Rogue advisers have caused savers to lose hundreds of thousands of pounds after being abandoned to a “Wild West” of pension rules, according to a Sunday Times report.
Its report shows how some advisers have exploited the outdated laws and loopholes to lure unassuming investors into high-risk products, leaving them unprotected when dodgy bets have gone wrong. Some laws have not been updated since 2003, despite the way pensioners can access their savings changing in 2015.
The advisers can continue to operate as before despite mis-selling products, while investors have been unable to claim full compensation.
As such, around 4,300 – the equivalent of 18 people a day – are being forced to seek help from the Financial Services Compensation Scheme.
Latest figures have shown that almost £19bn was moved out of pension schemes in the first six months of this year, after a record £34.2bn was transferred last year.
According to the Sunday Times, more than three savers a day are receiving the maximum £50,000 payout from the FSCS, while 1,500 investors had complaints about their mis-sold pensions kicked out because they did not report the problem early enough.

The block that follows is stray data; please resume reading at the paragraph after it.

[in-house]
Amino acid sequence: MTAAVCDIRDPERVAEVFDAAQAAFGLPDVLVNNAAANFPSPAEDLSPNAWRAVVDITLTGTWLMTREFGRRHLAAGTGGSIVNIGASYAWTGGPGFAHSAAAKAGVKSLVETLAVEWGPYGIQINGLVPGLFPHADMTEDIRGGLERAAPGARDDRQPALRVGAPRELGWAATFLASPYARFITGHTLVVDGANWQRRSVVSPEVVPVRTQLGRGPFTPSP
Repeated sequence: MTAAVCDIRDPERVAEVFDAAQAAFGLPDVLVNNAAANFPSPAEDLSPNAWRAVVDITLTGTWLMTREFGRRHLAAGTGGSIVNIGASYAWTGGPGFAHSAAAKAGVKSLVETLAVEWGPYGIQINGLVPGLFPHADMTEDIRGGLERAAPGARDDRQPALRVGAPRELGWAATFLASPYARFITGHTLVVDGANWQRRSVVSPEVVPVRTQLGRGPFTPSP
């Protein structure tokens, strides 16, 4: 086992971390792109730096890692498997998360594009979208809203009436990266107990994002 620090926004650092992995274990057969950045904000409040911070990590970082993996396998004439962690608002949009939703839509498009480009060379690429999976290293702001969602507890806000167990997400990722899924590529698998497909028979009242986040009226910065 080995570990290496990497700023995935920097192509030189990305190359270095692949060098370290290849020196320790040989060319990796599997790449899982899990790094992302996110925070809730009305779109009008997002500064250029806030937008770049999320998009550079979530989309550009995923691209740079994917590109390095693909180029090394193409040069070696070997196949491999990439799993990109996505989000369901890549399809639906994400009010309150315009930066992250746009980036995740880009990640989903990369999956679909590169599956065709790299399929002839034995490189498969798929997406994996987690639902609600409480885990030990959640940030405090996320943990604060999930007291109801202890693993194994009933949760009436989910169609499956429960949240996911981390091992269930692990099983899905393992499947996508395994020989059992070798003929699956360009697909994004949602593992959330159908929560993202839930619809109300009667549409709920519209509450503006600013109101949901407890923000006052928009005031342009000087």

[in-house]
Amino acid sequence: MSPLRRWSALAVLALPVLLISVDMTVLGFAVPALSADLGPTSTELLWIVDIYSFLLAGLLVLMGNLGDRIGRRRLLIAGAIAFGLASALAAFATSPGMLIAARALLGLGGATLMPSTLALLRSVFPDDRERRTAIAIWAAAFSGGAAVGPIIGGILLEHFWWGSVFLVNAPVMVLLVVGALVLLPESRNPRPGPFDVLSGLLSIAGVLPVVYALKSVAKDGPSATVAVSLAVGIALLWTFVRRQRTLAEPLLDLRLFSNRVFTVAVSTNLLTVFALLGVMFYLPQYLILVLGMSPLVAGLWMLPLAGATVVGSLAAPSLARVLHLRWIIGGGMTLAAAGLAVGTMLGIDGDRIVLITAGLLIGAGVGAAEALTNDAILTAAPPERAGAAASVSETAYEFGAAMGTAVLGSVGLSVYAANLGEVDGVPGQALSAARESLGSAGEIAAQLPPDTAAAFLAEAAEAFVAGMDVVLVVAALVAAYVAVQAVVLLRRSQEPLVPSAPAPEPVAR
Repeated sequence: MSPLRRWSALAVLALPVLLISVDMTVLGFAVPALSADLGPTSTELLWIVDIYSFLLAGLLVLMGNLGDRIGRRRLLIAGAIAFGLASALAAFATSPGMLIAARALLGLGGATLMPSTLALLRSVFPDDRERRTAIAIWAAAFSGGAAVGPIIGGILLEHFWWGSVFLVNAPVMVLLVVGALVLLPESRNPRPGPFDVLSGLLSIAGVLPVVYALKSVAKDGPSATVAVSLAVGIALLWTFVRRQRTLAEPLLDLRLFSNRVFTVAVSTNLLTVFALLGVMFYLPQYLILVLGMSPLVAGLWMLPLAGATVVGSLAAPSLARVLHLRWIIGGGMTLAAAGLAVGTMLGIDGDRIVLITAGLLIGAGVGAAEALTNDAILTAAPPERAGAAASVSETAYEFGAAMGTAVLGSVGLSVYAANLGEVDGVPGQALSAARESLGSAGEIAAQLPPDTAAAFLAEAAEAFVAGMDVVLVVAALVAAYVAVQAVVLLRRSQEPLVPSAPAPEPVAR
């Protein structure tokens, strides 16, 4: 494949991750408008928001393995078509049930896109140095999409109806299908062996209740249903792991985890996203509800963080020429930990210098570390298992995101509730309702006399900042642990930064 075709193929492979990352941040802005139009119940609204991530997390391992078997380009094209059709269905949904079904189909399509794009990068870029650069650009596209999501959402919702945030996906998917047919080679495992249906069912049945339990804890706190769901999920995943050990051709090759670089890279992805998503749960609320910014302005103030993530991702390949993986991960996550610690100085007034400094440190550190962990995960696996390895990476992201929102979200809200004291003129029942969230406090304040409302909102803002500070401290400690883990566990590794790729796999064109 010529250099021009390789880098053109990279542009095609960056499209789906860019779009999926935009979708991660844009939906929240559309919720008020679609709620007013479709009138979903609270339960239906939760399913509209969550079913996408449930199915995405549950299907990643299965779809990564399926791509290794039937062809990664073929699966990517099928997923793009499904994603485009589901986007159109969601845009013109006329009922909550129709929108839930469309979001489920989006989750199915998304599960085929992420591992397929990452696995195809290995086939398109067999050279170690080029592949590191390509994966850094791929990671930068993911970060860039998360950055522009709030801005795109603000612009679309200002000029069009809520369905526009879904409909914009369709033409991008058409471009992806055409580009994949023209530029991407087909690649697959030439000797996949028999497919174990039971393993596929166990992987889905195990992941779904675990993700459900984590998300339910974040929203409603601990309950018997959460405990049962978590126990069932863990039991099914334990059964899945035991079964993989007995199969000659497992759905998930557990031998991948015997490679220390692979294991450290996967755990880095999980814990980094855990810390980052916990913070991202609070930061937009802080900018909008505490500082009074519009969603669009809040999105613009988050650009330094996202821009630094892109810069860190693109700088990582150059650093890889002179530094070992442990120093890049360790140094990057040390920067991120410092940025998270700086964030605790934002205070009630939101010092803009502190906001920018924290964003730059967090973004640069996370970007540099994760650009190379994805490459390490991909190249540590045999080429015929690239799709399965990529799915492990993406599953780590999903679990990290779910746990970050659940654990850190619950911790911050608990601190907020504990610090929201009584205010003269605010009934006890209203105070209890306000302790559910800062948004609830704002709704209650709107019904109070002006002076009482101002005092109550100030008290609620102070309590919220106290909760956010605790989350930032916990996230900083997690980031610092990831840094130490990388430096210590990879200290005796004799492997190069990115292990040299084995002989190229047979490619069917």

Former pensions minister Baroness Altmann told the Sunday Times: “It is not acceptable for people to be exposed to a ‘Wild West’ in financial advice, where they may unsuspectingly use an adviser who has just joined a new firm straight after walking away from compensation claims [for advice] that left a trail of destruction and loss for previous customers.
“There needs to be a reliable record of names, qualifications and expertise of all independent financial advisers, with the ability to strike people off the register or place cautions next to their names that will reflect past problems,” she added.
As things stand, investors can make a claim against an adviser through the Financial Ombudsman Service, which has the ability to award up to £150,000 plus interest, but only if the firm has not shut down. If the firm has closed, any compensation claim gets passed to the FSCS. However, the financial adviser is able to set up a new firm under a different name – known as phoenixing.